A gunman with an apparent grudge "assassinated" two uniformed New York police officers in a cold-blooded attack on their patrol car that followed weeks of outrage over police killings of unarmed black men.
The two officers, one a newlywed, were shot in the head through the window of their vehicle in broad daylight in Brooklyn on Saturday in an attack that left America's biggest city reeling just days before Christmas.
"Today, two of New York's finest were shot and killed with no warning, no provocation," said an emotional New York Police Commissioner Bill Bratton.
"They were quite simply assassinated."
Police named the shooter as 28-year-old Ismaaiyl Brinsley, an African American who shot and seriously wounded his ex-girlfriend in Baltimore early Saturday before driving to Brooklyn to murder the two officers.
Cities across the United States have seen weeks of protests condemning a string of recent police killings of unarmed black men and decisions by grand juries not to press charges against the white officers responsible.
Bratton said social media postings showed that Brinsley "had a very strong bias against police officers."
Just hours before the shooting, Brinsley apparently boasted on Instagram of wanting to kill cops.
Wenjian Liu, a seven-year police veteran who got married two months ago, and Rafael Ramos, who leaves behind a 13-year-old son, were "ambushed and murdered" as they sat in the front seats of a marked NYPD police car, officials said.
Neither officer had a chance to draw his weapon before Brinsley opened fire with several rounds and fled to a nearby subway station.
He shot himself in the head on the platform, where Bratton said a silver semi-automatic firearm was recovered near his body.
President Barack Obama condemned the attack "unconditionally" in a statement, saying it had "no justification."
"Tonight, I ask people to reject violence and words that harm, and turn to words that heal," Obama said.
Attorney General Eric Holder said the attack is a reminder of the dangers US police face regularly.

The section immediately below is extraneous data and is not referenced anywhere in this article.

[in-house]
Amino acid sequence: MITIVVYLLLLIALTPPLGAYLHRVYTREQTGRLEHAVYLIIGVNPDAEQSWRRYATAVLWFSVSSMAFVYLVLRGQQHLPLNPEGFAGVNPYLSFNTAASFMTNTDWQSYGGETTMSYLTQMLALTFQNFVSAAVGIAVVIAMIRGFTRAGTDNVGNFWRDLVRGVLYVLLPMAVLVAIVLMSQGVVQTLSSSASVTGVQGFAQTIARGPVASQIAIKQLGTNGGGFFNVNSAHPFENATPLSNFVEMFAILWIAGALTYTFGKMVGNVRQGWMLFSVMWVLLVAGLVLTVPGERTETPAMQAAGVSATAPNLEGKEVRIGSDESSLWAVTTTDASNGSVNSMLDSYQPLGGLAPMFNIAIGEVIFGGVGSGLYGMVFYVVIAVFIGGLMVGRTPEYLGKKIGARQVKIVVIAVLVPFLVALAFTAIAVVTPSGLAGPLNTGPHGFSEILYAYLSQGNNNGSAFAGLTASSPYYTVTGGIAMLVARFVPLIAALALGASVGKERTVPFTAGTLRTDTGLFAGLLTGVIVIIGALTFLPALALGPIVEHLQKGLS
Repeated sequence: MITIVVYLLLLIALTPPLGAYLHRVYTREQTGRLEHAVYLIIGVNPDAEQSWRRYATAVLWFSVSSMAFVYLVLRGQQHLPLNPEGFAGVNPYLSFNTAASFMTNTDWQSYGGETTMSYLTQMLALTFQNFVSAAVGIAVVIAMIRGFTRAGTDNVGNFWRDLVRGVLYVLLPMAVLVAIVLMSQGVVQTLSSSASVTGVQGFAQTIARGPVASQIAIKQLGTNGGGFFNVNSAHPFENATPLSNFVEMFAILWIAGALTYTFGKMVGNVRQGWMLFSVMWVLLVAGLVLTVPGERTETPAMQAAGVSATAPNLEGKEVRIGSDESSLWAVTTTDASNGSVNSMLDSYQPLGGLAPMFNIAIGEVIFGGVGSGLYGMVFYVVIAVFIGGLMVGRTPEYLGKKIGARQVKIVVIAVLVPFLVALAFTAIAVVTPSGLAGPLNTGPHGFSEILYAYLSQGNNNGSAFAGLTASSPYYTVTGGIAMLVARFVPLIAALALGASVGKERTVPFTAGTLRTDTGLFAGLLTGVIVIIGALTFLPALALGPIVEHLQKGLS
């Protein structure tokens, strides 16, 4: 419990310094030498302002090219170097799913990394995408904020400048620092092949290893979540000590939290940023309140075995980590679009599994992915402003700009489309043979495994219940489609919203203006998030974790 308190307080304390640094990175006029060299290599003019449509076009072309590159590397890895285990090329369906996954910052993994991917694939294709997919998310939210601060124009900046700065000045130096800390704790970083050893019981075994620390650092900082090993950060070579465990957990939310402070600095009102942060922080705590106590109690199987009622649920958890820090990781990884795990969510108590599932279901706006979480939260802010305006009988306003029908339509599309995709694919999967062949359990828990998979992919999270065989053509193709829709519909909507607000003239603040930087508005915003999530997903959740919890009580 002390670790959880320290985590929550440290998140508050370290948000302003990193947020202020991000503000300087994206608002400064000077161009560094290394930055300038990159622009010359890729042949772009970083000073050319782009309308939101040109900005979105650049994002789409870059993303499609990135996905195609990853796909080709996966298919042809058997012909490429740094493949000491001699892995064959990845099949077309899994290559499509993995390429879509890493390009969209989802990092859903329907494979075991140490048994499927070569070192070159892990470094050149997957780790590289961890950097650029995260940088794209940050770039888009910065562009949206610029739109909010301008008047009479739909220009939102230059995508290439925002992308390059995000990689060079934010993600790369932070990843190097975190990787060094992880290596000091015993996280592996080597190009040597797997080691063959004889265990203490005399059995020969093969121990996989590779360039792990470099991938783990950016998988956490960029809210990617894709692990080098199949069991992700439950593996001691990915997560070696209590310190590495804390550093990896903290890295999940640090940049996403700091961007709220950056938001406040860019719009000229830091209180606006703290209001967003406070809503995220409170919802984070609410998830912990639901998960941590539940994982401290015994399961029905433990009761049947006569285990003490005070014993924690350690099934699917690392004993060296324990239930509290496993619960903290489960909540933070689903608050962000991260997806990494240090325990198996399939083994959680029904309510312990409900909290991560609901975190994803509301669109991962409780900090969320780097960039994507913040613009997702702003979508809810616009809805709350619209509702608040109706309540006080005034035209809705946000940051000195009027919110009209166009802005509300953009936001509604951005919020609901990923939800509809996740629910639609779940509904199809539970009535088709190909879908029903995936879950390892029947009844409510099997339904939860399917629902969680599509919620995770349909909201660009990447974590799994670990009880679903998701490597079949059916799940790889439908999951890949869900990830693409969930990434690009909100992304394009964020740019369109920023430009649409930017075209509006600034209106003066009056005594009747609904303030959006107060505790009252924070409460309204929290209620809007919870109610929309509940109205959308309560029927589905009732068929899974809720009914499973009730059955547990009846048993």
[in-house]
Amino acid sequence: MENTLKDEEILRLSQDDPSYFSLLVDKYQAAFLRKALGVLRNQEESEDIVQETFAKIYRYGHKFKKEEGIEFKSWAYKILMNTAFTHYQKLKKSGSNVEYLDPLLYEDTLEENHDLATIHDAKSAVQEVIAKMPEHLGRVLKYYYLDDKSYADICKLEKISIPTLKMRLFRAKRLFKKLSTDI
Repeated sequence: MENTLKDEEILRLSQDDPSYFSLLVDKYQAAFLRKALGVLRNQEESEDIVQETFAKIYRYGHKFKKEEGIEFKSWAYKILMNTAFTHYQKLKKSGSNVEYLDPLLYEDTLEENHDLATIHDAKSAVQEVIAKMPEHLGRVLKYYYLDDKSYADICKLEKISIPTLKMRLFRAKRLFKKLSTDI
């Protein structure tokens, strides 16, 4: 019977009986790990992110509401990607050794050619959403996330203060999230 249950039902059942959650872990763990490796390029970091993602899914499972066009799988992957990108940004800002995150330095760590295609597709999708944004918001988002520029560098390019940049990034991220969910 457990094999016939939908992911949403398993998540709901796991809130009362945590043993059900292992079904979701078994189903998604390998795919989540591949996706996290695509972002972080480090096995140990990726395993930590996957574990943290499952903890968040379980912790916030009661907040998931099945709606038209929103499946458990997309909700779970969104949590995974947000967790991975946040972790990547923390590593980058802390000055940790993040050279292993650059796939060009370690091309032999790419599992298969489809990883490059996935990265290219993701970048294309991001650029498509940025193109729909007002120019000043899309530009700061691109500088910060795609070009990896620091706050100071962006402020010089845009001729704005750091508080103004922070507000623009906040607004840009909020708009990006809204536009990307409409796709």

"As a nation we must not forget this as we discuss the events of the recent past," he said in a statement that appeared to refer to the country's ongoing police controversy.
New York Mayor Bill de Blasio said the city of 8.4 million was in mourning.
"When a police officer is murdered, it tears at the foundation of our society. It is an attack on all of us," he said.
"Our entire city was attacked by this heinous individual."
The police chief said the motive was still under investigation, but did not rule out a connection to anti-police protests that have swept the country.
"One of the unfortunate aspects at times is some people get caught up in these and go in directions they should not," he said.
In a cruel twist of fate, Bratton said Baltimore police warned New York colleagues that Brinsley may be on the loose just as the murder took place.
In October, a man with a hatchet attacked four young New York officers in what police said was an act of terror by a self-radicalized Muslim convert.
"They Take 1 of Ours... Let's Take 2 of Theirs," read a comment seemingly written by Brinsley next to a photo of a silver handgun, referencing the police killings of unarmed blacks.
In July, Eric Garner, an unarmed father of six, died after police held him in a chokehold while he was being arrested for selling individual cigarettes illegally in New York.
Michael Brown, an 18-year-old in the Ferguson suburb of St Louis, Missouri, was shot dead by a police officer in August, sparking months of protests.
Grand jury decisions not to indict either white officer responsible triggered mass protests in New York and other US cities.
The Brown family swiftly condemned the latest killings as "senseless."
"We reject any kind of violence directed toward members of law enforcement. It cannot be tolerated. We must work together to bring peace to our communities," they said in a statement.
Civil rights activist Al Sharpton, who has used the deaths of Garner and Brown to campaign for sweeping police reform, also said he was outraged.
But the head of a New York police association blamed city officials for not going far enough to stop those who incited violence during protests against police.
"That blood on their hands starts on the steps of city hall in the office of the mayor," Patrolmen's Benevolent Association head Patrick Lynch said about Saturday's shootings.
Widespread dissatisfaction in relations between police and blacks have been inflamed not just by the Brown and Garner deaths.
Last month, a rookie police officer fatally shot Akai Gurley, an unarmed 28-year-old black man, in the stairwell of a Brooklyn apartment building.
A 12-year-old black boy holding a toy gun was also shot dead by police officers in a playground in Ohio in November.